It’s not often that you see a Federal Court decision specifically discussing whether an officer’s decision to reject an Application for Criminal Rehabilitation was reasonable. That’s why I read the just released decision in Hadad v. Canada (The Minister of Citizenship, Immigration, and Multiculturalism), 2011 FC 1503, with much interest.
The case affirmed several important principles of rehabilitation applications, including that:
- The Minister should take into consideration the unique facts of each particular case and consider whether the overall situation warrants a finding that the individual has been rehabilitated.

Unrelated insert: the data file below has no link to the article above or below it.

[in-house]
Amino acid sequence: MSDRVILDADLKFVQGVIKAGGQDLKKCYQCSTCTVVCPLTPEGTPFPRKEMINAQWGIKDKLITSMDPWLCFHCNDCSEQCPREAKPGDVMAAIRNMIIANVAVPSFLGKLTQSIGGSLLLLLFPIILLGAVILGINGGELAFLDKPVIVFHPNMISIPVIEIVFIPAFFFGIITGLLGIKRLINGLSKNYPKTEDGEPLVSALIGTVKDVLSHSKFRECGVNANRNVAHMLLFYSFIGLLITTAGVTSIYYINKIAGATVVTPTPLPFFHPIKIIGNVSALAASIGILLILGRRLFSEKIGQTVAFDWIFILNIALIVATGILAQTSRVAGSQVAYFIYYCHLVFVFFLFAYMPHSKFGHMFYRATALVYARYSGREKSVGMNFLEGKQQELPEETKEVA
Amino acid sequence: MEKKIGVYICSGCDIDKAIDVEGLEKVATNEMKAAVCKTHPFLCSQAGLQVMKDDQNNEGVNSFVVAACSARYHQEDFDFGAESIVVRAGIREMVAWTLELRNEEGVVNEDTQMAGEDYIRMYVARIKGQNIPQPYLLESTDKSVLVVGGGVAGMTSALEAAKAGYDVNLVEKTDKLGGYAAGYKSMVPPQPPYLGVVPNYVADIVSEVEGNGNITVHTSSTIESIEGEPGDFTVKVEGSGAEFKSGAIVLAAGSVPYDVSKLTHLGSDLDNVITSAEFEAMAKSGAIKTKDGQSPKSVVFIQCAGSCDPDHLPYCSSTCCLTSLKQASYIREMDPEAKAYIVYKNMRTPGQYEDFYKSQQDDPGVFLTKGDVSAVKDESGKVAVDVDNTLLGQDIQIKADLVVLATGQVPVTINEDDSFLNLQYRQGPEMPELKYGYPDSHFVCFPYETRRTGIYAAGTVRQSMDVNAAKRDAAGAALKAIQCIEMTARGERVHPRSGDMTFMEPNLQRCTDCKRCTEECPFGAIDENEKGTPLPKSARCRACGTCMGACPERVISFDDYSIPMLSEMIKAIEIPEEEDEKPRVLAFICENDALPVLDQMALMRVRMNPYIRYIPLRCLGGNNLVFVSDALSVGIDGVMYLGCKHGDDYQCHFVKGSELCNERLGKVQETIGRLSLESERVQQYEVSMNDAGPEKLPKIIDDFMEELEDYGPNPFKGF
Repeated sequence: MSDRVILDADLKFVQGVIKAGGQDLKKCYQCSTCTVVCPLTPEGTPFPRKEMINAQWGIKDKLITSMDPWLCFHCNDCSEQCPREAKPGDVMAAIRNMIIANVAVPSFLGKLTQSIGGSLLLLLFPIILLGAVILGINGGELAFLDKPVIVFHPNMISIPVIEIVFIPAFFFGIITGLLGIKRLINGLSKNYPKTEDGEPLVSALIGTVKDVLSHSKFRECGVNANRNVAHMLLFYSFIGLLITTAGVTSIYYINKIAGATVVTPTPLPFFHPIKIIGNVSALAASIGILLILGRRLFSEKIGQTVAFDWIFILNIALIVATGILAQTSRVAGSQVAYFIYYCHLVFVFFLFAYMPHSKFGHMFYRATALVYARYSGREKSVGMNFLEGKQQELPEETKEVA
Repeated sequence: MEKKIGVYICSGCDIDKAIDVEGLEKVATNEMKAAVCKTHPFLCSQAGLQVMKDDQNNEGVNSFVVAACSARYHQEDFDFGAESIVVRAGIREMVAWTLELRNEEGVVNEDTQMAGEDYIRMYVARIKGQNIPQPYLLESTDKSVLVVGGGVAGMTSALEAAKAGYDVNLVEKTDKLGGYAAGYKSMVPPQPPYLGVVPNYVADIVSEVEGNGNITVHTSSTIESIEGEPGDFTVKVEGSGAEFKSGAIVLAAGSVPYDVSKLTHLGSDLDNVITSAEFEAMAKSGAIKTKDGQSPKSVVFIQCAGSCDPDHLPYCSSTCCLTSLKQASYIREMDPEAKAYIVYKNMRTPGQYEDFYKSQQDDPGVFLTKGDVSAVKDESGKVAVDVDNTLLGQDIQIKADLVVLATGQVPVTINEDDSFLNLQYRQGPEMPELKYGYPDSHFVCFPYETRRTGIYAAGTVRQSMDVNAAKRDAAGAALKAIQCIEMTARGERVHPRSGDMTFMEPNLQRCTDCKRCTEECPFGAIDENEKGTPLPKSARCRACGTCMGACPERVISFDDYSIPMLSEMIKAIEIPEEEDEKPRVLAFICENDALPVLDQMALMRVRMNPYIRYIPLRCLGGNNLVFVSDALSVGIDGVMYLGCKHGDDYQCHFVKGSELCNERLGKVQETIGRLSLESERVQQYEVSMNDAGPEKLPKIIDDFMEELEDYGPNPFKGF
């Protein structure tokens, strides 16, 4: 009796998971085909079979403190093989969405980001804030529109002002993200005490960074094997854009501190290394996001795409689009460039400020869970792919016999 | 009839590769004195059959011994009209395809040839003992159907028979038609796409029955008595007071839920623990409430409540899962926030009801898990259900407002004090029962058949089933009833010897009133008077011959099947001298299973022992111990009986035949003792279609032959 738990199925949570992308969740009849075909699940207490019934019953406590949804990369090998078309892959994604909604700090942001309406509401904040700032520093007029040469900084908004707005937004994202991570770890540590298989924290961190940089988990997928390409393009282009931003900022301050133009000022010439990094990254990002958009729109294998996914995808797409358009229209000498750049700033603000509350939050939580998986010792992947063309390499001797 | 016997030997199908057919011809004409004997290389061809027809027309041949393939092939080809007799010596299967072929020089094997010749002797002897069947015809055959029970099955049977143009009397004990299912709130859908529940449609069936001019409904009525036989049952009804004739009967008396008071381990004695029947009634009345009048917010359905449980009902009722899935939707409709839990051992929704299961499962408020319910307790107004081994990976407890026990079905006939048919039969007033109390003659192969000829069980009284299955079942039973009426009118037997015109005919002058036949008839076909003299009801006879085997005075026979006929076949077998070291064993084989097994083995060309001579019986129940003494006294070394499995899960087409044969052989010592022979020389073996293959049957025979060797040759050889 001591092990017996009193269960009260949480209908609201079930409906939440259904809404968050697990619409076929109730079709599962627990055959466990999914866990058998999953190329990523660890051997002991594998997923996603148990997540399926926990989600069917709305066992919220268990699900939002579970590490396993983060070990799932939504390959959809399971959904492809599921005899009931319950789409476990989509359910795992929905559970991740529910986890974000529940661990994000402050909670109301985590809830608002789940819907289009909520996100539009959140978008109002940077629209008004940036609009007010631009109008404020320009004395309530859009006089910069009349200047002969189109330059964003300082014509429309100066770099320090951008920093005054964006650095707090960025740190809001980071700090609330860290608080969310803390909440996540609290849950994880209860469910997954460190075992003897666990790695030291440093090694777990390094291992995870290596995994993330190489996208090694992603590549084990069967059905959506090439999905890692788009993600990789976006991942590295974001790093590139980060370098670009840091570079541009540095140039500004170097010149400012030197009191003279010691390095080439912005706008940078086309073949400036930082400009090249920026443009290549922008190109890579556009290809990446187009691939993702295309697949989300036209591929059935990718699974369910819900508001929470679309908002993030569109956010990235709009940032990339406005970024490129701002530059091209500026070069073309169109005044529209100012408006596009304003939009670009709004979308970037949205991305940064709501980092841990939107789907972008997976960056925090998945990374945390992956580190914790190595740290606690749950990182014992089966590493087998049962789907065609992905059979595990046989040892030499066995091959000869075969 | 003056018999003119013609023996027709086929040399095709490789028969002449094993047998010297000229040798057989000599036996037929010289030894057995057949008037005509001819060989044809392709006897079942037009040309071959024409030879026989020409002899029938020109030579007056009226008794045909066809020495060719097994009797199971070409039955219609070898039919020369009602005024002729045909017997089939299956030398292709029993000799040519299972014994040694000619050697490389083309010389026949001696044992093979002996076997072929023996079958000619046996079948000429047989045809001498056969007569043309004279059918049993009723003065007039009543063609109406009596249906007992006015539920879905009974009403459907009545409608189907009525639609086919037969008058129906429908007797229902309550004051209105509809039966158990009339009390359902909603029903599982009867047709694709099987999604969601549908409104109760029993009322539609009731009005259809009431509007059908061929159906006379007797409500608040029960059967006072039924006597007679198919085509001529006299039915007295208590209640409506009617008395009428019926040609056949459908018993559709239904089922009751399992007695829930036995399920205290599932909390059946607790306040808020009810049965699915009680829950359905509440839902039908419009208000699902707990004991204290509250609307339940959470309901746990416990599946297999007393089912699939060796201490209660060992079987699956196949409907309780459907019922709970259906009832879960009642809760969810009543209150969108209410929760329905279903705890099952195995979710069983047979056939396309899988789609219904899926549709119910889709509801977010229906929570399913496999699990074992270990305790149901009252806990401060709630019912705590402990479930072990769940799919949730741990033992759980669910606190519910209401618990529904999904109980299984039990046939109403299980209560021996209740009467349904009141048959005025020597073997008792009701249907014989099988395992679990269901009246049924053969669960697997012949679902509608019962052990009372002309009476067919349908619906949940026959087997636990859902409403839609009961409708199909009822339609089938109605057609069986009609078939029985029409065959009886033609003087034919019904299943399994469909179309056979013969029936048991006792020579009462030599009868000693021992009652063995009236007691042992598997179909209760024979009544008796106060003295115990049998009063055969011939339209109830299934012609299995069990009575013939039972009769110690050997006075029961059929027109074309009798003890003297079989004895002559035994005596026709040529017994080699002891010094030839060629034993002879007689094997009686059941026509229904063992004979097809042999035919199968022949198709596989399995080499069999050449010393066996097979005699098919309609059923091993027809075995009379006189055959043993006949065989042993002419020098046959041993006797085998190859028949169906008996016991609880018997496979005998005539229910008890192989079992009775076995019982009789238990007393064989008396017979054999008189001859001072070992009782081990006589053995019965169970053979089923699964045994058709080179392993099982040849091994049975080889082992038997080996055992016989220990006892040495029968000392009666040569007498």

- That rehabilitation is forward looking.
- That an officer commits a reviewable error if he/she attributes too much importance to the fact that an applicant has past criminal activity as opposed to the likelihood that the applicant would be involved in future or unlawful activity.
I have embedded in this post Justice O’Keef’s discussion of these principles.